A Father Gives His All to Inspire Other Fathers to Love their Families

The early history of Centre for Fathering Singapore revolves around the conviction and faithfulness of three intrepid men, who identified a yawning gap in the lives of families in Singapore, as they put active and involved fathering at the forefront of conversations on the family.

Meet Edwin Choy, one of the three pioneers who brought Centre for Fathering to Singapore in 2000. Together with Wong Suen Kwong (Suen) and Raymond Koh, Edwin (then a church worker), set up the centre to address the issue of fatherlessness in Singapore.

It is important to remember the context, as Edwin describes, “At that time, if you went to a playground, very rarely would you ever see a father accompany his children.”

Edwin’s Story

Around the time that Edwin’s first two children were toddlers, he had been very involved in full-time ministry in his church, being caught up to the extent that he neglected his children, which even created major tension with his wife. This situation was made more ironic when early in his fatherhood journey, he was determined to be a good dad as he had been raised by an alcoholic father.

At that point, he applied to graduate school in the USA. One of the courses he took was run by Dr Ken Canfield, now his mentor. The course, which delved into fatherhood and fatherlessness, impacted him deeply, as he realised that among his fellow course mates from around the globe, there was a universal longing – the need for a father.

The course also brought Edwin to realise, “some of the things that my own father had done, I observed, I was actually repeating them hook, line, and sinker, without knowing it!”. This was the awareness that he needed transform his fathering.

A Life-Changing Course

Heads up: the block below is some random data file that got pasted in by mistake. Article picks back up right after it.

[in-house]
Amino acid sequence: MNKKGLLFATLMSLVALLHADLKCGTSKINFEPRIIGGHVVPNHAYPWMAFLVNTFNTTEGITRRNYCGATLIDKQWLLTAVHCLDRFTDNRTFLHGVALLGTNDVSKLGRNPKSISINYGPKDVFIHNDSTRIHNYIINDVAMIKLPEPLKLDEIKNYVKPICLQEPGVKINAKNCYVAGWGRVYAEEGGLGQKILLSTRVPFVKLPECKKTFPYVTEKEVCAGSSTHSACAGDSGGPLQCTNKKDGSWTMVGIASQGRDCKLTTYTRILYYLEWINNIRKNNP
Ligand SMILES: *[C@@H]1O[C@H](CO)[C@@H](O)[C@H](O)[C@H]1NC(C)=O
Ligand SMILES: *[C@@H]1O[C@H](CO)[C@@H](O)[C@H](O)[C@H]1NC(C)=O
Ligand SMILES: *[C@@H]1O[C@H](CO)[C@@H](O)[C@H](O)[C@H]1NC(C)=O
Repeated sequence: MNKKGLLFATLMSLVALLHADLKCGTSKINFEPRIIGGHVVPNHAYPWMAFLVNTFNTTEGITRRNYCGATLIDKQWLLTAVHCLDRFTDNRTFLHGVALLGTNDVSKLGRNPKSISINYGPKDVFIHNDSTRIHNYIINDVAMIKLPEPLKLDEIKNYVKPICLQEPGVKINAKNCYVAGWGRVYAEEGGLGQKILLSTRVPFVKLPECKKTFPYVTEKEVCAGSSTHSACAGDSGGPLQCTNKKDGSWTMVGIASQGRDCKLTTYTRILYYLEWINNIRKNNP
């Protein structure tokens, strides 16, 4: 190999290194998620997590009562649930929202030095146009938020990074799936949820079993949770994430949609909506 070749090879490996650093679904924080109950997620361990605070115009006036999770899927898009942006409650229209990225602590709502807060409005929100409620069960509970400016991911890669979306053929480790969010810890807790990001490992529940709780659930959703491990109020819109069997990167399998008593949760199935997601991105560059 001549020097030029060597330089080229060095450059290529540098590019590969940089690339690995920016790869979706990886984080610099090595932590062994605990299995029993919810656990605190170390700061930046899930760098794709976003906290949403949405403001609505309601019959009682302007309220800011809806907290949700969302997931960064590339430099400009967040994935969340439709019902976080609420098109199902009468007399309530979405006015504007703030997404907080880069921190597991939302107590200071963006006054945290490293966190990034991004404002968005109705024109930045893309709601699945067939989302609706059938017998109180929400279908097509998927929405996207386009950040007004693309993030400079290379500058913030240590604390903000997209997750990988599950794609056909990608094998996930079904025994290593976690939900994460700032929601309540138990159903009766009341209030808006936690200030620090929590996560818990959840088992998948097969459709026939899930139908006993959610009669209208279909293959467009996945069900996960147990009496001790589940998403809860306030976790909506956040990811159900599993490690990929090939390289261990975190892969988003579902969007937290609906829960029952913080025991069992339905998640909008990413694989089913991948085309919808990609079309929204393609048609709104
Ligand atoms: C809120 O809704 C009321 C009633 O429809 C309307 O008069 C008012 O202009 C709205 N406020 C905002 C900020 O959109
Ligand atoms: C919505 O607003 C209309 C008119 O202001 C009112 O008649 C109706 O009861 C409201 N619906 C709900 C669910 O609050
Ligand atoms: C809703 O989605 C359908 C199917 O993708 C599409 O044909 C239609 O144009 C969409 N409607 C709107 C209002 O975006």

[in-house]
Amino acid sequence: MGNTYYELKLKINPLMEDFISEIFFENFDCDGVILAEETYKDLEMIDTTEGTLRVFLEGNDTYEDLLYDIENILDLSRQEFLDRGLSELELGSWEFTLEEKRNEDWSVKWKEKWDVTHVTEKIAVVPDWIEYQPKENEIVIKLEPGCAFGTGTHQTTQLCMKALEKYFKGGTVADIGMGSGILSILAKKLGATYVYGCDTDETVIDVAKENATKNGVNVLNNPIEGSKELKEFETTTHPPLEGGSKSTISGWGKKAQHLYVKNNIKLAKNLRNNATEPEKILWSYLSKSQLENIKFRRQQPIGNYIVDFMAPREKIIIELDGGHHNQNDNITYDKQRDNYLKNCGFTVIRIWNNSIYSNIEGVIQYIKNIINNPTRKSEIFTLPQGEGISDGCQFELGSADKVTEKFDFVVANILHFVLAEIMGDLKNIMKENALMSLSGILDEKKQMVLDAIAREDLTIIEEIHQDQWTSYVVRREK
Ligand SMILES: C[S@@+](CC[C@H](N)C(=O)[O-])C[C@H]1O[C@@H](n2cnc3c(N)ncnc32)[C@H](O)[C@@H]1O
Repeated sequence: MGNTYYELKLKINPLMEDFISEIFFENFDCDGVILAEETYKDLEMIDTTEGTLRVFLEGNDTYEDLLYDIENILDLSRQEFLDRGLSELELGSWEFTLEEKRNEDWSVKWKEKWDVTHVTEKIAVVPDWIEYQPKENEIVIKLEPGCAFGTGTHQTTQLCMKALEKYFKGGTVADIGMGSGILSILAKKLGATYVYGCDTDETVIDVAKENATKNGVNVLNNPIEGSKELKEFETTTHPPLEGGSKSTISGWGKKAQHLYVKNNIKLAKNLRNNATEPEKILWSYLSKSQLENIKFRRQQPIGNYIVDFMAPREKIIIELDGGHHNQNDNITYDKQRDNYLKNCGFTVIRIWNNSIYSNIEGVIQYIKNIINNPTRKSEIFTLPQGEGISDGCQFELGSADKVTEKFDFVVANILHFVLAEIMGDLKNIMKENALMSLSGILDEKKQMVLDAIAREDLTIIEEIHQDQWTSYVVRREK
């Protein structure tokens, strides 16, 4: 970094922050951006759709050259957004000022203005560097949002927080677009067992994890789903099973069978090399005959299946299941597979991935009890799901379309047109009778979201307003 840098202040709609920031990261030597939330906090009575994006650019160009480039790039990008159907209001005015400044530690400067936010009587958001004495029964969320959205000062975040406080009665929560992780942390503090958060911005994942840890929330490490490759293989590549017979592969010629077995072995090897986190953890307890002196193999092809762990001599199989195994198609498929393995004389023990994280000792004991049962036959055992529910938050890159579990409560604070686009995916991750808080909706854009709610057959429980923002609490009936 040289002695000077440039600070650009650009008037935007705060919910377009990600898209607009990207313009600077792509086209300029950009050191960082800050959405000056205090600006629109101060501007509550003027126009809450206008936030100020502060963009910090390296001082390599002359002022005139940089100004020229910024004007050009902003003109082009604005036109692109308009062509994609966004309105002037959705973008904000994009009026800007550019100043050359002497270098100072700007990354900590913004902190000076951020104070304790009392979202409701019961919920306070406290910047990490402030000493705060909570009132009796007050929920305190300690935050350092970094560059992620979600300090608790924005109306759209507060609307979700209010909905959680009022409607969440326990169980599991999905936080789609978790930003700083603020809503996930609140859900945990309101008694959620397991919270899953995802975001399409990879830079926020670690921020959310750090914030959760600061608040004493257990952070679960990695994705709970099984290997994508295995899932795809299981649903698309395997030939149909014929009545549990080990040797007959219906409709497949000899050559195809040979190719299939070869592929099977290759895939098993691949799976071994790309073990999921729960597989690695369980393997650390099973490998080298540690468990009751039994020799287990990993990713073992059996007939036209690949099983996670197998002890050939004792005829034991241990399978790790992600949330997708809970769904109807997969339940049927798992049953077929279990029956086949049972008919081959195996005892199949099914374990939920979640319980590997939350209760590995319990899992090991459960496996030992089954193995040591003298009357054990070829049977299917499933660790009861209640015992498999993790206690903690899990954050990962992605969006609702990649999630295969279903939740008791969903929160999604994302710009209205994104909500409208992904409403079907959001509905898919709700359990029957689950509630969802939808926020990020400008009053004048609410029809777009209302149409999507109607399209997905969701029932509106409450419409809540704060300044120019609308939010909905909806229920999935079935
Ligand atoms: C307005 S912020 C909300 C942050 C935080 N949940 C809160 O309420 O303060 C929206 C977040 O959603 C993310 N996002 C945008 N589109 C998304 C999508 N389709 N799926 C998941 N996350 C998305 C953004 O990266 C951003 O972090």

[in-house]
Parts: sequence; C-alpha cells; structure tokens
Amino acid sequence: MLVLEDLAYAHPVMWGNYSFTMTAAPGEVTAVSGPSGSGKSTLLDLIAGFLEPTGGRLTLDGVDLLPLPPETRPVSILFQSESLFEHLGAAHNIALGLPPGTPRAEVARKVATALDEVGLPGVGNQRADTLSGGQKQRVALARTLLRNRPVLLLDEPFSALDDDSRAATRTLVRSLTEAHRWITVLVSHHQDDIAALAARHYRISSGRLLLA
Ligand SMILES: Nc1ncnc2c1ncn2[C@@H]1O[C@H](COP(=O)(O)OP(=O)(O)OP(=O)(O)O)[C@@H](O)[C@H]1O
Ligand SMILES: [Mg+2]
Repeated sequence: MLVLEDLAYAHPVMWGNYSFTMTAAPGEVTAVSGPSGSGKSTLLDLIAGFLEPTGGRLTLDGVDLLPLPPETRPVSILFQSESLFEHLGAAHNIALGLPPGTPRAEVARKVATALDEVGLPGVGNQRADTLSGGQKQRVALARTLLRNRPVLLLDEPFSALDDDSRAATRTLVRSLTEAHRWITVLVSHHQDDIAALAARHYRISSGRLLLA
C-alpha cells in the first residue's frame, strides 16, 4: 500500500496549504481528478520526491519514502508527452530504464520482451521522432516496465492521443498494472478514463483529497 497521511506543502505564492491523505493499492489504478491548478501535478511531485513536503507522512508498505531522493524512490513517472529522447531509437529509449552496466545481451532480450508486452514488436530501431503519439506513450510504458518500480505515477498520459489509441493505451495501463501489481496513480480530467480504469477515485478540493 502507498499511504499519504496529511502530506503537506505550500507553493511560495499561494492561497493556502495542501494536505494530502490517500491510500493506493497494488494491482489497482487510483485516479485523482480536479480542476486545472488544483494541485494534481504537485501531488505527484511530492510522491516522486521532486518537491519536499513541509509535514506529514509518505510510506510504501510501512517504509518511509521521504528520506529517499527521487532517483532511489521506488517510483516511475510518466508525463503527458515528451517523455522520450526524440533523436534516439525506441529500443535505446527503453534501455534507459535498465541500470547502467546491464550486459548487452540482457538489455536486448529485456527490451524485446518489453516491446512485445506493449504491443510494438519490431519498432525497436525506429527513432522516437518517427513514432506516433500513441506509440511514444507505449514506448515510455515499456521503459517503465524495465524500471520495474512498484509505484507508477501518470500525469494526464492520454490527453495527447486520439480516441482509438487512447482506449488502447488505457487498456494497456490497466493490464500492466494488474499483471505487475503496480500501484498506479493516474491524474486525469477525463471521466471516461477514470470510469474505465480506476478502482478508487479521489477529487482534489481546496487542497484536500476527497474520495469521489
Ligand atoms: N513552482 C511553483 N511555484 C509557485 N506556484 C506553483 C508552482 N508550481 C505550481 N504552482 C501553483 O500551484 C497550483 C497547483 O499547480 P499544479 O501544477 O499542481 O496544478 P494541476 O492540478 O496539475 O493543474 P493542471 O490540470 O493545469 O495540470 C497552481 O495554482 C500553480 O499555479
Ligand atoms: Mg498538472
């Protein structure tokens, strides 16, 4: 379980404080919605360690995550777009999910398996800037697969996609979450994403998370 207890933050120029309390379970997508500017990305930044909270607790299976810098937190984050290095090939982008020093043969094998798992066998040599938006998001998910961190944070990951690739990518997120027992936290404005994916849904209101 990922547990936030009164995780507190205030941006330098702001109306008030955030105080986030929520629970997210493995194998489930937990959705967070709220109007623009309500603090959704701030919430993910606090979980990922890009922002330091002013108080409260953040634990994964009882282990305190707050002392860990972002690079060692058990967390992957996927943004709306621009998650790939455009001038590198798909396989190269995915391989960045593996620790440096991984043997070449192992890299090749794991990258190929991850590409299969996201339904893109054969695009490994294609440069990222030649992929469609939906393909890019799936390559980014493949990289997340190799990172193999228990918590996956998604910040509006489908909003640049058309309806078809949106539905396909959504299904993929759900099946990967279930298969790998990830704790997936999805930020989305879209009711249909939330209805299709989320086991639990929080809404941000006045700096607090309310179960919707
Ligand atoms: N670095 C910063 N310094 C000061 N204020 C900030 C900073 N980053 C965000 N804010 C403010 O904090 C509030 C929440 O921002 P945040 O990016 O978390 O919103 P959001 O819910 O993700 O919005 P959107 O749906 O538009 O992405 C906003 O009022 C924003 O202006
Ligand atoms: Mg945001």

A year after Canfield’s course, Edwin graduated, and he met with Suen, who was studying counselling in a nearby city in the US. Edwin shared his experience in Canfield’s course, and before long, both men decided that they would undergo training by Dr Canfield himself, with the intent of bringing the fathering lessons home with them to Singapore.

Edwin said, “Dr Canfield showed us about the center and how they spread their mission and The kind of programs that they have. So we got our tooling from them (Center for Fathering, USA).” Dr Canfield’s generosity to Edwin and Suen extended even to granting them copyright to republish his books, which they would do locally for 3000 copies in the first instance.

The Home Front

After that period, Edwin experienced a transformation in his own family life, as he became more conscientious about spending time with his children. “I was more intentional, something that I would do again if I had the chance to do so”, Edwin said. This change in intention and commitment has reaped wonderful fruits in his life.

“Now, there is a turnaround and my kids teaching me that they want the opportunity to take care of me. For instance sometime ago I had a bicycle accident and two of them immediately drove to assist me.”

Edwin still learns from his children today about things he did unknowingly as their father. “We became partial, especially because of the Asian style of parenting where we expect the older sibling to take on added responsibility, without knowing it. My kids were able to repeat some of the stories that showed my partiality and hearing them was very humbling.”